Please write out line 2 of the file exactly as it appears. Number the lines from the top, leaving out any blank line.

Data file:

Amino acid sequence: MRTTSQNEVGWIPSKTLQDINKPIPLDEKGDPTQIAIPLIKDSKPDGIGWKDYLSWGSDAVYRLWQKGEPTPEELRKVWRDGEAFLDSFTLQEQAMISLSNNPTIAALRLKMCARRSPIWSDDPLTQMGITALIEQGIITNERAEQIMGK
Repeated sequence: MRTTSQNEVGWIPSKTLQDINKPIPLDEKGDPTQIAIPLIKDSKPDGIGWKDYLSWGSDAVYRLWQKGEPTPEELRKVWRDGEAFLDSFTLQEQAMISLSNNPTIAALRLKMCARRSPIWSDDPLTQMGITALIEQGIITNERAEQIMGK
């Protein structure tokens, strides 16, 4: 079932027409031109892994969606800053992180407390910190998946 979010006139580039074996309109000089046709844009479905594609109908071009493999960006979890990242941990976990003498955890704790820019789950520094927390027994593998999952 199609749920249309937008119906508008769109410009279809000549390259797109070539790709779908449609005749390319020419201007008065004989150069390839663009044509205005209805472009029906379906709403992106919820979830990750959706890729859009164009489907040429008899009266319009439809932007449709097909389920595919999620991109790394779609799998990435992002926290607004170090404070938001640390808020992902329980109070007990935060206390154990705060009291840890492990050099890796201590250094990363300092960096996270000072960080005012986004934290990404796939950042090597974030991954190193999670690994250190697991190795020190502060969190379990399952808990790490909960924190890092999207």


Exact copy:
Repeated sequence: MRTTSQNEVGWIPSKTLQDINKPIPLDEKGDPTQIAIPLIKDSKPDGIGWKDYLSWGSDAVYRLWQKGEPTPEELRKVWRDGEAFLDSFTLQEQAMISLSNNPTIAALRLKMCARRSPIWSDDPLTQMGITALIEQGIITNERAEQIMGK